C. H. Little to Candace Little, September 9, 1923
Description
Creators
Carroll Herman Little, Correspondent
Candace Little
, Recipient
Media Type
Text
Item Type
Correspondence
Description
Handwritten letter from Carroll Herman Little to his mother on September 9, 1923. Little discusses family life with wife Bonnie and their children; his work as a Lutheran pastor and faculty member at the Evangelical Lutheran Seminary of Canada in Waterloo, Ontario; his 15th wedding anniversary; Rev. Roberts' arrival at St. John's Lutheran Church; and the possibility of the family being quarantined again for measles.
Notes
Carroll Herman Little (1872-1958) was a Lutheran pastor, and a professor and administrator at the Evangelical Lutheran Seminary of Canada (later Waterloo Lutheran Seminary; now Martin Luther University College) in Waterloo, Ontario.

Little was born in Hickory, North Carolina in 1872. He was the eldest of ten children born to Rev. Marcus Lafayette Little (1848-1891) and Candace Mary Almetta Herman (1848-1947). Marcus L. Little, a Lutheran pastor and educator, was killed in a train accident in Newton, North Carolina on February 16, 1891.

C. H. Little received his early education and work experience in North Carolina, graduating from Gaston College in 1889. From 1888-1891 Little worked as editor of a newspaper founded by his father in Dallas, North Carolina. He also taught in North Carolina schools. After his father’s death, Little entered Roanoke College in Virginia, graduating with a BA (Classics) in 1893. From 1897-1898 he was enrolled in post-graduate studies in the Classics Department at John Hopkins University in Baltimore, Maryland.

In 1901 Little graduated from Mount Airy Theological Seminary in Philadelphia, Pennsylvania. Following in his father’s footsteps, C. H. Little was ordained by the Ministerium of Pennsylvania on June 3, 1901. After ordination he accepted a call to the Nova Scotia Synod, serving as pastor in the New Germany parish from 1901-1909, and the Mahone Bay parish from 1909-1911. From 1911-1914 he was housefather of Bethany Orphans’ Home in Bridgewater, Nova Scotia. During this time he also served the Nova Scotia Synod as secretary (1904-1909), president (1911-1914) and editor of the Nova Scotia Lutheran (1907-1911). In 1914 Little was recognized with an honorary Doctor of Divinity from Lenoir Rhyne College in Hickory, North Carolina. Little left Nova Scotia in 1914 when he accepted a call to the St. Lawrence Parish in Morrisburg, Ontario.

In 1917 C. H. Little accepted a teaching position at the Evangelical Lutheran Seminary of Canada (now Waterloo Lutheran Seminary) in Waterloo, Ontario. He remained at the Seminary for the rest of his career, retiring in 1947. In addition to his responsibilities as professor, Little also held various administrative roles including acting President, 1918-1920, 1929-1931, and 1942-44; Bursar, 1918-1933; and Dean, 1920-1927. Little continued to pursue his own education through correspondence studies with the Chicago Lutheran Seminary, receiving the degrees of BD and STM in 1924, and an STD in 1928.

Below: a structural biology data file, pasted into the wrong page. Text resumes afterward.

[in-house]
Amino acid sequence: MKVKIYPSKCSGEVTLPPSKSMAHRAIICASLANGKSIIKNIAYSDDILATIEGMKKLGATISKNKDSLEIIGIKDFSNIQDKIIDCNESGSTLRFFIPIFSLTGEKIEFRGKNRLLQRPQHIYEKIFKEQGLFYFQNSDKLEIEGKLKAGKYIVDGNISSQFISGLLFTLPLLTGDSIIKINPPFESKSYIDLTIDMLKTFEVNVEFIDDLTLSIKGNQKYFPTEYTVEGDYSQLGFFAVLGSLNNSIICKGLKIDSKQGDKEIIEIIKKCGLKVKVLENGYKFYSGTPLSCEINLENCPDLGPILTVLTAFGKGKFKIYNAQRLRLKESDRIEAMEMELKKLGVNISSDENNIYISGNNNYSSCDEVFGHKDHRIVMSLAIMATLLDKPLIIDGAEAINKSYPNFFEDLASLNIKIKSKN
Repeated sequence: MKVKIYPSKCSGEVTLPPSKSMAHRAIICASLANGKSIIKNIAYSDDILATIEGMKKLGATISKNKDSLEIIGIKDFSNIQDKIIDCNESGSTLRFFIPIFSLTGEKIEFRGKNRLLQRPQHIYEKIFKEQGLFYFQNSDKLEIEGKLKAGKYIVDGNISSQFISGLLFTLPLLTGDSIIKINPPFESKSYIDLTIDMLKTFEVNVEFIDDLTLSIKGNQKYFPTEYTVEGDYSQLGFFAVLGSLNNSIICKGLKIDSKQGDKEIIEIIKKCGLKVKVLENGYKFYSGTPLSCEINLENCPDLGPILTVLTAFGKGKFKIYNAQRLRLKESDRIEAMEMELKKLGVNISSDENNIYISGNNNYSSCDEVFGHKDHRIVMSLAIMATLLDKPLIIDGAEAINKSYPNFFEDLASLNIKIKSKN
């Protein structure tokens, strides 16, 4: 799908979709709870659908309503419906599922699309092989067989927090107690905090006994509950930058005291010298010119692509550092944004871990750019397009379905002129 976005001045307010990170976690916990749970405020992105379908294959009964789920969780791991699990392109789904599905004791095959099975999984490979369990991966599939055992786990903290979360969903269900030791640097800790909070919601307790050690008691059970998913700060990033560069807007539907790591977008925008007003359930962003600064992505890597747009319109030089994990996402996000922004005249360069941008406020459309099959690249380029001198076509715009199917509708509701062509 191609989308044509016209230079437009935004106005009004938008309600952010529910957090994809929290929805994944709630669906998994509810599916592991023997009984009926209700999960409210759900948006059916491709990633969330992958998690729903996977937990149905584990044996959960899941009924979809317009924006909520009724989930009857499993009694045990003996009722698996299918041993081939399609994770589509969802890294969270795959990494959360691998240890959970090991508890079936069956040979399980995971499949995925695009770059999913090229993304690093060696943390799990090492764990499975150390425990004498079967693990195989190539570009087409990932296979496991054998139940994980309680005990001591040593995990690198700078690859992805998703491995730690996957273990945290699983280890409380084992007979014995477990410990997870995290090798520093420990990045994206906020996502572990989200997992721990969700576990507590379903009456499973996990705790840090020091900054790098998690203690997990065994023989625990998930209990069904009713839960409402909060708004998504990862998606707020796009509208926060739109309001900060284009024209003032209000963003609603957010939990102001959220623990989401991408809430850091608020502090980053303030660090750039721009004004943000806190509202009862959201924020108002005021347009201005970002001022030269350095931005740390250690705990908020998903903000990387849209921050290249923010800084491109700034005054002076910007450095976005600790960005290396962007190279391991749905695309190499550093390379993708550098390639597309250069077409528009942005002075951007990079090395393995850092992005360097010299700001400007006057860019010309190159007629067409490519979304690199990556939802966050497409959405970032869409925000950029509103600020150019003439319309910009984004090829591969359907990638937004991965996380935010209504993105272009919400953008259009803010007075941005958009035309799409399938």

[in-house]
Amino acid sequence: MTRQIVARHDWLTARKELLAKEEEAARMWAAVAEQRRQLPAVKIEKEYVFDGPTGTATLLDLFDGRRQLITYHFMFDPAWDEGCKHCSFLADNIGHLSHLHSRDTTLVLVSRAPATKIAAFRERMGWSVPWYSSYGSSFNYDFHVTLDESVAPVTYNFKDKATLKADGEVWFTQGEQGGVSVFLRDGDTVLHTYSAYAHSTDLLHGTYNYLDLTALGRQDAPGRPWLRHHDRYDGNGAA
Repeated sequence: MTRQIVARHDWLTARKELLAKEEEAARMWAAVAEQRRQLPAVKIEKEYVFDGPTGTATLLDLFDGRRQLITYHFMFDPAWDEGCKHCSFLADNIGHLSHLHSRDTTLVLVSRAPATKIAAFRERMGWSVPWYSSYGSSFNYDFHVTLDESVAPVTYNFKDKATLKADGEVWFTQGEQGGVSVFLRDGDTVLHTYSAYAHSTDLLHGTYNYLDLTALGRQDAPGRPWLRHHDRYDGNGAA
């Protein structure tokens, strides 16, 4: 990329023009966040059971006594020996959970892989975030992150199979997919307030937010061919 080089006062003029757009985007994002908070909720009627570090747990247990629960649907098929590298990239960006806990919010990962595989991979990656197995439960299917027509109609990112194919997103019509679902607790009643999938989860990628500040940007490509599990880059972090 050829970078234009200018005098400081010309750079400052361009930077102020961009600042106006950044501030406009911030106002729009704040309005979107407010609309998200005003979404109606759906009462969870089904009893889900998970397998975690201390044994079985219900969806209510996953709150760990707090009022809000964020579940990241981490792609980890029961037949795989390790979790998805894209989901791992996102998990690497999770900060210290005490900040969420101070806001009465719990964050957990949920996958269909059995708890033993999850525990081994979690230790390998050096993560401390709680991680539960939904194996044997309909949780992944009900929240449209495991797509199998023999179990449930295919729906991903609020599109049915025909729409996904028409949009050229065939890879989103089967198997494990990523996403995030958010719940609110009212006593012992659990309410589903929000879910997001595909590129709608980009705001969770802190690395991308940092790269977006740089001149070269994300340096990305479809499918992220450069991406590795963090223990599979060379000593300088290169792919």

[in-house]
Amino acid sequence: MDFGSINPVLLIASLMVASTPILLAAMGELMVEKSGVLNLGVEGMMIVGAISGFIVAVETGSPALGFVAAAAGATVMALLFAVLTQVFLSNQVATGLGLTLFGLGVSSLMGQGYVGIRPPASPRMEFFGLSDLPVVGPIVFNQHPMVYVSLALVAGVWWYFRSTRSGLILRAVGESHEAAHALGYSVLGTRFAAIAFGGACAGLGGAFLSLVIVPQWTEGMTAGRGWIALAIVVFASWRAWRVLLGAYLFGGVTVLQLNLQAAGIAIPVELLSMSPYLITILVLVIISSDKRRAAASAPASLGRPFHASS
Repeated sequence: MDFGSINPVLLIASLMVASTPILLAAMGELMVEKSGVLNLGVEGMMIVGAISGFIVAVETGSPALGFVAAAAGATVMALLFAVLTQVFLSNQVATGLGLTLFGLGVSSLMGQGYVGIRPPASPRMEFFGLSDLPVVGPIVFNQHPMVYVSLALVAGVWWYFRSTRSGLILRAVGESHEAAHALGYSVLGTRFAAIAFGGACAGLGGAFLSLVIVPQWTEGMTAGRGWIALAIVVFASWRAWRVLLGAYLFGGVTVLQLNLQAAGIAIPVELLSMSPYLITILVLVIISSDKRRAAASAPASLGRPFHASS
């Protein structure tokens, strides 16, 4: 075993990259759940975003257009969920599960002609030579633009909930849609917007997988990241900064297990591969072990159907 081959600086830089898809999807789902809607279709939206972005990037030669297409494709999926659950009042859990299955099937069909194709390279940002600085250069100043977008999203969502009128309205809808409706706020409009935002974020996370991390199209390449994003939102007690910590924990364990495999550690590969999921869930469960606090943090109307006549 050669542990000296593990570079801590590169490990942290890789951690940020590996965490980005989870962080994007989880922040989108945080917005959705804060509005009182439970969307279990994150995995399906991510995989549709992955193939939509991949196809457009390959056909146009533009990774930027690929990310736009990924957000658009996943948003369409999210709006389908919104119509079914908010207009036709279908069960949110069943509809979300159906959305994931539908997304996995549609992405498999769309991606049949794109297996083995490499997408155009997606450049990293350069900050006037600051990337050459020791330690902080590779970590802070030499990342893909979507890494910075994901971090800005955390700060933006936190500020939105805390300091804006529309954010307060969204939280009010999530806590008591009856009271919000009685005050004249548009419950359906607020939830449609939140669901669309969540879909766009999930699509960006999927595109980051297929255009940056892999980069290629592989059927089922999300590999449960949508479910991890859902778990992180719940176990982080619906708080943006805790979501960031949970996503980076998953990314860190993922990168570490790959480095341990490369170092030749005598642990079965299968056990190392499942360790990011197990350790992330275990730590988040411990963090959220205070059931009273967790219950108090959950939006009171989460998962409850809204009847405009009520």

Publications authored by C. H. Little include New Testament handbook (1941); Lutheran confessional theology: a presentation of the doctrines of the Augsburg Confession and the Formula of concord (1943); and Explanation of the book of Revelation (1950). He was a long time contributor to the Canada Lutheran, and held editorial positions for the publication.

Little married Edith Blanche “Bonnie” DeLong (1888-1974) on September 9, 1908 in Nova Scotia. They had ten children: Carolus DeLong, Herman Luther, Marion, Arthur Bernard, Robert Paul, Margaret Eileen, Ruth, Catharine, Florence Josephine, and John Frederick.

Carroll Herman Little died in Waterloo, Ontario on March 31, 1958.

-- Letter transcribed by Michael Skelton in July 2013.
Date of Original
Sept. 9, 1923
Dimensions
Width: 21.5 cm
Height: 28 cm
Subject(s)
Local identifier
RG-102.13_1.25.9
Collection
Carroll Herman Little fonds
Language of Item
English
Geographic Coverage
  • Ontario, Canada
    Latitude: 43.4668 Longitude: -80.51639
Copyright Statement
Public domain: Copyright has expired according to Canadian law. No restrictions on use.
Recommended Citation
Correspondence from Carroll Herman Little to Candace Little, 9 September 1923, RG-102.13, File 1.25.9, Carroll Herman Little fonds, Wilfrid Laurier University Archives & Special Collections, Waterloo, Ontario, Canada.
Reproduction Notes
RG-102.13 Disc14
Contact
Wilfrid Laurier University Library
Email:libarch@wlu.ca
Website:
Agency street/mail address:

75 University Avenue West, Waterloo, ON Canada N2L 3C5

Full Text

{Lutheran Theological Seminary and Waterloo College Waterloo, Ont.} Sept. 9, 1923

Dear Mother: